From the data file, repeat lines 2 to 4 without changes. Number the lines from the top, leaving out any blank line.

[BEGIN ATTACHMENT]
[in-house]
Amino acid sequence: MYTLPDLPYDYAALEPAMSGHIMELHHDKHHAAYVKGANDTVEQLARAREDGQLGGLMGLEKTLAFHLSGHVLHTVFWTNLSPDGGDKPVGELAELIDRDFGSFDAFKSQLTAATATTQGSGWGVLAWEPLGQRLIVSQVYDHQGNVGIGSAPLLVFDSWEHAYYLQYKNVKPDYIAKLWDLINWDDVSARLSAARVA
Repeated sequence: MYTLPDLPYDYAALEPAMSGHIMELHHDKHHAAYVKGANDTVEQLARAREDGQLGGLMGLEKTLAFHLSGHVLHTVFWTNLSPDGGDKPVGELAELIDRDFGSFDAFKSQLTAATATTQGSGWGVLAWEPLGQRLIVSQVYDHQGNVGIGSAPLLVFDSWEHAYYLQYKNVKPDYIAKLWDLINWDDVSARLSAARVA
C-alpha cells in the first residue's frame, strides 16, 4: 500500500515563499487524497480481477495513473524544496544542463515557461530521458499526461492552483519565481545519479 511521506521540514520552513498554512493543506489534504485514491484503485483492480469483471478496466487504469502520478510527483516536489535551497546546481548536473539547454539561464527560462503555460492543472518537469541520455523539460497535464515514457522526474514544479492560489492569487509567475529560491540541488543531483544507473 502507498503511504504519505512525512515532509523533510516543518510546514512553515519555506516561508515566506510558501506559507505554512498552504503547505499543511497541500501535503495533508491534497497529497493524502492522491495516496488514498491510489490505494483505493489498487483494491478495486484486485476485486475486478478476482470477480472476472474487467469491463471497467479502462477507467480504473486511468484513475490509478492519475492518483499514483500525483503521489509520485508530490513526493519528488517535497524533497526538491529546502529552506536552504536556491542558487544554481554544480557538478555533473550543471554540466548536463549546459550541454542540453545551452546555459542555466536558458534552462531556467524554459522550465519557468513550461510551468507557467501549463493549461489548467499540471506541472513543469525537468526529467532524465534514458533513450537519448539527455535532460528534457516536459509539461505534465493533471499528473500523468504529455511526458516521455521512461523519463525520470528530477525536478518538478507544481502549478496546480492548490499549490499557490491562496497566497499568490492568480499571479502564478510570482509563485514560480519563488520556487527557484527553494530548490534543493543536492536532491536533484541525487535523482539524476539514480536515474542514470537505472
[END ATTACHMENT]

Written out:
Amino acid sequence: MYTLPDLPYDYAALEPAMSGHIMELHHDKHHAAYVKGANDTVEQLARAREDGQLGGLMGLEKTLAFHLSGHVLHTVFWTNLSPDGGDKPVGELAELIDRDFGSFDAFKSQLTAATATTQGSGWGVLAWEPLGQRLIVSQVYDHQGNVGIGSAPLLVFDSWEHAYYLQYKNVKPDYIAKLWDLINWDDVSARLSAARVA
Repeated sequence: MYTLPDLPYDYAALEPAMSGHIMELHHDKHHAAYVKGANDTVEQLARAREDGQLGGLMGLEKTLAFHLSGHVLHTVFWTNLSPDGGDKPVGELAELIDRDFGSFDAFKSQLTAATATTQGSGWGVLAWEPLGQRLIVSQVYDHQGNVGIGSAPLLVFDSWEHAYYLQYKNVKPDYIAKLWDLINWDDVSARLSAARVA
C-alpha cells in the first residue's frame, strides 16, 4: 500500500515563499487524497480481477495513473524544496544542463515557461530521458499526461492552483519565481545519479 511521506521540514520552513498554512493543506489534504485514491484503485483492480469483471478496466487504469502520478510527483516536489535551497546546481548536473539547454539561464527560462503555460492543472518537469541520455523539460497535464515514457522526474514544479492560489492569487509567475529560491540541488543531483544507473 502507498503511504504519505512525512515532509523533510516543518510546514512553515519555506516561508515566506510558501506559507505554512498552504503547505499543511497541500501535503495533508491534497497529497493524502492522491495516496488514498491510489490505494483505493489498487483494491478495486484486485476485486475486478478476482470477480472476472474487467469491463471497467479502462477507467480504473486511468484513475490509478492519475492518483499514483500525483503521489509520485508530490513526493519528488517535497524533497526538491529546502529552506536552504536556491542558487544554481554544480557538478555533473550543471554540466548536463549546459550541454542540453545551452546555459542555466536558458534552462531556467524554459522550465519557468513550461510551468507557467501549463493549461489548467499540471506541472513543469525537468526529467532524465534514458533513450537519448539527455535532460528534457516536459509539461505534465493533471499528473500523468504529455511526458516521455521512461523519463525520470528530477525536478518538478507544481502549478496546480492548490499549490499557490491562496497566497499568490492568480499571479502564478510570482509563485514560480519563488520556487527557484527553494530548490534543493543536492536532491536533484541525487535523482539524476539514480536515474542514470537505472